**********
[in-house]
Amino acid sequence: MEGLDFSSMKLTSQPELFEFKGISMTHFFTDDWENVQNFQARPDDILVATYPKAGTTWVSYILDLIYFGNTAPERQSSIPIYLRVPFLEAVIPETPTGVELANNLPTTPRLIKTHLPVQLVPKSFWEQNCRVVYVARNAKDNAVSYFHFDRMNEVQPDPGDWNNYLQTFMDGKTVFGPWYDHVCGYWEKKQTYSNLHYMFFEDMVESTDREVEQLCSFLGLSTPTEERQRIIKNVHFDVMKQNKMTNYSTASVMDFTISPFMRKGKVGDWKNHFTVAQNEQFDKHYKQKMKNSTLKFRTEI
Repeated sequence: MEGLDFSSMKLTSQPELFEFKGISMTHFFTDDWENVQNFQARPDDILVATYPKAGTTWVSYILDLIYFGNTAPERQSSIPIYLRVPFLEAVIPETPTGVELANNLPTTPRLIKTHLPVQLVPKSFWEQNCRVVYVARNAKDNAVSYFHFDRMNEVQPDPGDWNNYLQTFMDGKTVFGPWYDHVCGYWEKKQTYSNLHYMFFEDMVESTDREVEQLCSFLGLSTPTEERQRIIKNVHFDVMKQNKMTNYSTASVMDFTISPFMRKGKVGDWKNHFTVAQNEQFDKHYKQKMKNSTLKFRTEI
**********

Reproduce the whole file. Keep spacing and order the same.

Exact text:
[in-house]
Amino acid sequence: MEGLDFSSMKLTSQPELFEFKGISMTHFFTDDWENVQNFQARPDDILVATYPKAGTTWVSYILDLIYFGNTAPERQSSIPIYLRVPFLEAVIPETPTGVELANNLPTTPRLIKTHLPVQLVPKSFWEQNCRVVYVARNAKDNAVSYFHFDRMNEVQPDPGDWNNYLQTFMDGKTVFGPWYDHVCGYWEKKQTYSNLHYMFFEDMVESTDREVEQLCSFLGLSTPTEERQRIIKNVHFDVMKQNKMTNYSTASVMDFTISPFMRKGKVGDWKNHFTVAQNEQFDKHYKQKMKNSTLKFRTEI
Repeated sequence: MEGLDFSSMKLTSQPELFEFKGISMTHFFTDDWENVQNFQARPDDILVATYPKAGTTWVSYILDLIYFGNTAPERQSSIPIYLRVPFLEAVIPETPTGVELANNLPTTPRLIKTHLPVQLVPKSFWEQNCRVVYVARNAKDNAVSYFHFDRMNEVQPDPGDWNNYLQTFMDGKTVFGPWYDHVCGYWEKKQTYSNLHYMFFEDMVESTDREVEQLCSFLGLSTPTEERQRIIKNVHFDVMKQNKMTNYSTASVMDFTISPFMRKGKVGDWKNHFTVAQNEQFDKHYKQKMKNSTLKFRTEI